Ever since Jumpman faced off against Donkey Kong all those years ago, 2D platform games have been a staple of the gaming diet. While their popularity ebbed with the advent of 3D gaming, platformers saw a resurgence in recent years in the indie game scene. Sadistically difficult platformers like VVVVVV and Super Meat Boy set the new standard for the genre. Although some may disagree, I personally group the Trials series with them as one of the great examples of modern 2D platforming.
While Trials developer RedLynx has been tantalizing fans with details on the upcoming Trials Evolution, they have also been working on a similar title for WiiWare called MotoHeroz. Though it may not quite live up to the pedigree set forth by Trials, it turned out to be a pretty solid little game.
Developer: RedLynx Ltd.
Publisher: RedLynx Ltd.
Released: September 15, 2011
MSRP: 1500 Wii Points ($15)
Those familiar with Trials in any of its iterations will immediately grasp the concept behind MotoHeroz. Players control a dune buggy in a two-dimensional plane with only two buttons: forward and reverse. The D-pad can also be used to lean forward or backward, but that’s about it. Despite its simplicity, it takes a fair amount of practice to truly master. While anybody can relentless step on the gas and eventually get to the end, skilled players learn the need for finesse.
Indeed, another trait MotoHeroz shares with its HD cousin is that the time requirements for gold medals on any given track range from pretty tough to ludicrously difficult. MotoHeroz makes the player work for a gold medal. Every ramp needs to be taken at the perfect speed, and every landing must be stuck flawlessly in order to maintain momentum.
Of course, players aren’t required to achieve gold medals on a level in order to progress to the next one, so the less masochistic will likely get through the story mode’s 75 levels in much less time. In a smart move that strays a bit from RedLynx’s previous games, an element of exploration was also added into MotoHeroz. In each level, there are two hidden Spirit Orbs to be collected, as well as a varying amount of coins. While the exploration certainly slows down the pace, it stays true to the difficulty of the time trials. Some of the orbs are diabolically hidden; I’m still missing one on an early stage that I scoured with a fine-toothed comb.
Another reward for exploration is in entirely separate bonus areas, with interesting twists on the lean/forward/reverse control scheme. One type turns the buggy into a submarine, which takes some getting used to but makes sense after awhile. Another set of bonus levels transforms the player’s vehicle into a helicopter, but that opts for a more mundane control scheme of “press the D-pad in the direction you want to go.” It probably would have been more difficult if they had made the controls consistent with leaning, accelerating, and decelerating, but I would have liked to have seen that. And of course, Spirit Orbs and coins can sometimes be found in these bonus areas as well.
Collecting Spirit Orbs and coins help to unlock new vehicles, though it appears they are only unlocked in the multiplayer mode. While a lot of the marketing for MotoHeroz has focused on the party game aspect of it, the multiplayer race is easily the weakest section. It can be fun for about a half hour, as it features some inventive levels for up to four players to race on. Many have Raskulls-style rubber banding, where the leader triggers shortcuts for the players behind, but a lot of the levels seem to be left more to random chance than actual driving skill.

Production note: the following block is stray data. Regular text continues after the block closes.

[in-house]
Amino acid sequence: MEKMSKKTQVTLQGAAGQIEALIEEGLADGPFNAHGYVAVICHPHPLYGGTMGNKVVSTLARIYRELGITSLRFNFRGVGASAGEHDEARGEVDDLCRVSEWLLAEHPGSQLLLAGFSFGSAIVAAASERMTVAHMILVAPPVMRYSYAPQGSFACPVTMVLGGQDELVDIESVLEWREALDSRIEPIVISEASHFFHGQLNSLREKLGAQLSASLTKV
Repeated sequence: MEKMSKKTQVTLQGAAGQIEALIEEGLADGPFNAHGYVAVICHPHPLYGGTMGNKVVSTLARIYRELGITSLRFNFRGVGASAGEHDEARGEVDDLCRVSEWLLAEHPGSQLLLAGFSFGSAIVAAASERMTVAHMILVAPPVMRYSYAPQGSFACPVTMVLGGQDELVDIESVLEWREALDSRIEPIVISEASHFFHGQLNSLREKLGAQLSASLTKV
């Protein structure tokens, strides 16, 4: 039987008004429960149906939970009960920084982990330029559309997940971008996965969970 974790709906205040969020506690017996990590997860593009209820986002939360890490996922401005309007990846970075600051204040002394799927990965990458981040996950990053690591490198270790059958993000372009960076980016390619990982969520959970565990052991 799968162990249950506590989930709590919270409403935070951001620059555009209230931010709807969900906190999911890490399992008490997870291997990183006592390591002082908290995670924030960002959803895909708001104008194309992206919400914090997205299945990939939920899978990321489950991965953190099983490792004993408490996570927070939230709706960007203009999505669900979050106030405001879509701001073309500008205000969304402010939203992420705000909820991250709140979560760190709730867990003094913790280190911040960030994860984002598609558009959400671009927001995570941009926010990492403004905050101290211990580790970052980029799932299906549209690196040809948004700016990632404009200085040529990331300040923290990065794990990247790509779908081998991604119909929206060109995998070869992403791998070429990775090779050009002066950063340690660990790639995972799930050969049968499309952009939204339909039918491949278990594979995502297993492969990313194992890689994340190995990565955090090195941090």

Otherwise, there is an online multiplayer mode, in name at least. The online races cycle through levels, challenging players to play only one run and post their times to the leaderboard. Truly, it is just a time trial mode with leaderboard support, which should be featured on every level in the game rather than just a few at a time. To top it off, there are only about five hundred people total on the leaderboard at the time of this writing, highlighting how few people are playing.
Visually, MotoHeroz is about what one would expect from a WiiWare game. It’s brightly colored, with a few cool visual effects like Donkey Kong Country-esque silhouetting, but the art direction does little to make it stand out from other WiiWare titles.
Truly, MotoHeroz is a solid little game on a download service that sees few great titles that don’t start with the words Bit.Trip. The major sticking point I think most will have trouble with is the price. When Trials HD released on Xbox Live Arcade for fifteen dollars, many scoffed at the price for the game offered (myself included). However, most skeptics who took the time to try the game quickly recanted their preconceived ideas. MotoHeroz sells at the same price, and while it does offer a good amount of content with huge replay value for those crazy enough to go for 100% completion, it is still significantly less content than RedLynx has provided in the past.
Still, MotoHeroz is the first game to make my thumbs hurt since Super Meat Boy, so it can certainly be worthwhile for a certain type of gamer. But perhaps the most telling thing about my time with MotoHeroz is that while I definitely enjoyed myself, it inspired me to go back and play Trials HD some more. Pain junkies can get a quick fix of MotoHeroz methadone, but it will only tide them over until the next hit of Trials heroin shows up.